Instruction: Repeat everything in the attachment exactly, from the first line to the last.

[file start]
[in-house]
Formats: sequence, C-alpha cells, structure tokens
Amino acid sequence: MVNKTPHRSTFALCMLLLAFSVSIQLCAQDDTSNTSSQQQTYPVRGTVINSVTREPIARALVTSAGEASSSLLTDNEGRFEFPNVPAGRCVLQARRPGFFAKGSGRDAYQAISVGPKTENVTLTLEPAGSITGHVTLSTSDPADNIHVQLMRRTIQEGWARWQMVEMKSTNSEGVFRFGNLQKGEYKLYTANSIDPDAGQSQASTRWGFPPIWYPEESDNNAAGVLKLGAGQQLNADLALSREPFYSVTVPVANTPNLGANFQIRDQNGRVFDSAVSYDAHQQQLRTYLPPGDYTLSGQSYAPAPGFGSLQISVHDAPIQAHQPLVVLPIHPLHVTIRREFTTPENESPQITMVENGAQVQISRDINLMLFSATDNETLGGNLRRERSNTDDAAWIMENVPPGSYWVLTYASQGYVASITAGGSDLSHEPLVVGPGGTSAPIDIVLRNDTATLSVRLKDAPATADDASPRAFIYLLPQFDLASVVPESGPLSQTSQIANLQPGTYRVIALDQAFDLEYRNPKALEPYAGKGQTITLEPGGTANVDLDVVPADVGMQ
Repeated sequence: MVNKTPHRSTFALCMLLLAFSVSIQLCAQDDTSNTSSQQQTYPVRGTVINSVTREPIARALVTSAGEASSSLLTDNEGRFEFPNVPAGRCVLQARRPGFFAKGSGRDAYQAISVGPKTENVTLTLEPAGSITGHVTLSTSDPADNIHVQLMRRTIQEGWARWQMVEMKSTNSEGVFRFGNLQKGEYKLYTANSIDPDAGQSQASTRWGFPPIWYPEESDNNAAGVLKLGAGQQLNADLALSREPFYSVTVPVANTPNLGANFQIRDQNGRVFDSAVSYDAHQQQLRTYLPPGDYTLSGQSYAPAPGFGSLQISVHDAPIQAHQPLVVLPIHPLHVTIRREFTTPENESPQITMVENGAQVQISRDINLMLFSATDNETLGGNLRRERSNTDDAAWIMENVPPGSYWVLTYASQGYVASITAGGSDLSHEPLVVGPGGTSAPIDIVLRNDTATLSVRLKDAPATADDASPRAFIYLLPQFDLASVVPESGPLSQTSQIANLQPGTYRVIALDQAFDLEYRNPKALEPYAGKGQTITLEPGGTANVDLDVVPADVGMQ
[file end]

[in-house]
Formats: sequence, C-alpha cells, structure tokens
Amino acid sequence: MVNKTPHRSTFALCMLLLAFSVSIQLCAQDDTSNTSSQQQTYPVRGTVINSVTREPIARALVTSAGEASSSLLTDNEGRFEFPNVPAGRCVLQARRPGFFAKGSGRDAYQAISVGPKTENVTLTLEPAGSITGHVTLSTSDPADNIHVQLMRRTIQEGWARWQMVEMKSTNSEGVFRFGNLQKGEYKLYTANSIDPDAGQSQASTRWGFPPIWYPEESDNNAAGVLKLGAGQQLNADLALSREPFYSVTVPVANTPNLGANFQIRDQNGRVFDSAVSYDAHQQQLRTYLPPGDYTLSGQSYAPAPGFGSLQISVHDAPIQAHQPLVVLPIHPLHVTIRREFTTPENESPQITMVENGAQVQISRDINLMLFSATDNETLGGNLRRERSNTDDAAWIMENVPPGSYWVLTYASQGYVASITAGGSDLSHEPLVVGPGGTSAPIDIVLRNDTATLSVRLKDAPATADDASPRAFIYLLPQFDLASVVPESGPLSQTSQIANLQPGTYRVIALDQAFDLEYRNPKALEPYAGKGQTITLEPGGTANVDLDVVPADVGMQ
Repeated sequence: MVNKTPHRSTFALCMLLLAFSVSIQLCAQDDTSNTSSQQQTYPVRGTVINSVTREPIARALVTSAGEASSSLLTDNEGRFEFPNVPAGRCVLQARRPGFFAKGSGRDAYQAISVGPKTENVTLTLEPAGSITGHVTLSTSDPADNIHVQLMRRTIQEGWARWQMVEMKSTNSEGVFRFGNLQKGEYKLYTANSIDPDAGQSQASTRWGFPPIWYPEESDNNAAGVLKLGAGQQLNADLALSREPFYSVTVPVANTPNLGANFQIRDQNGRVFDSAVSYDAHQQQLRTYLPPGDYTLSGQSYAPAPGFGSLQISVHDAPIQAHQPLVVLPIHPLHVTIRREFTTPENESPQITMVENGAQVQISRDINLMLFSATDNETLGGNLRRERSNTDDAAWIMENVPPGSYWVLTYASQGYVASITAGGSDLSHEPLVVGPGGTSAPIDIVLRNDTATLSVRLKDAPATADDASPRAFIYLLPQFDLASVVPESGPLSQTSQIANLQPGTYRVIALDQAFDLEYRNPKALEPYAGKGQTITLEPGGTANVDLDVVPADVGMQ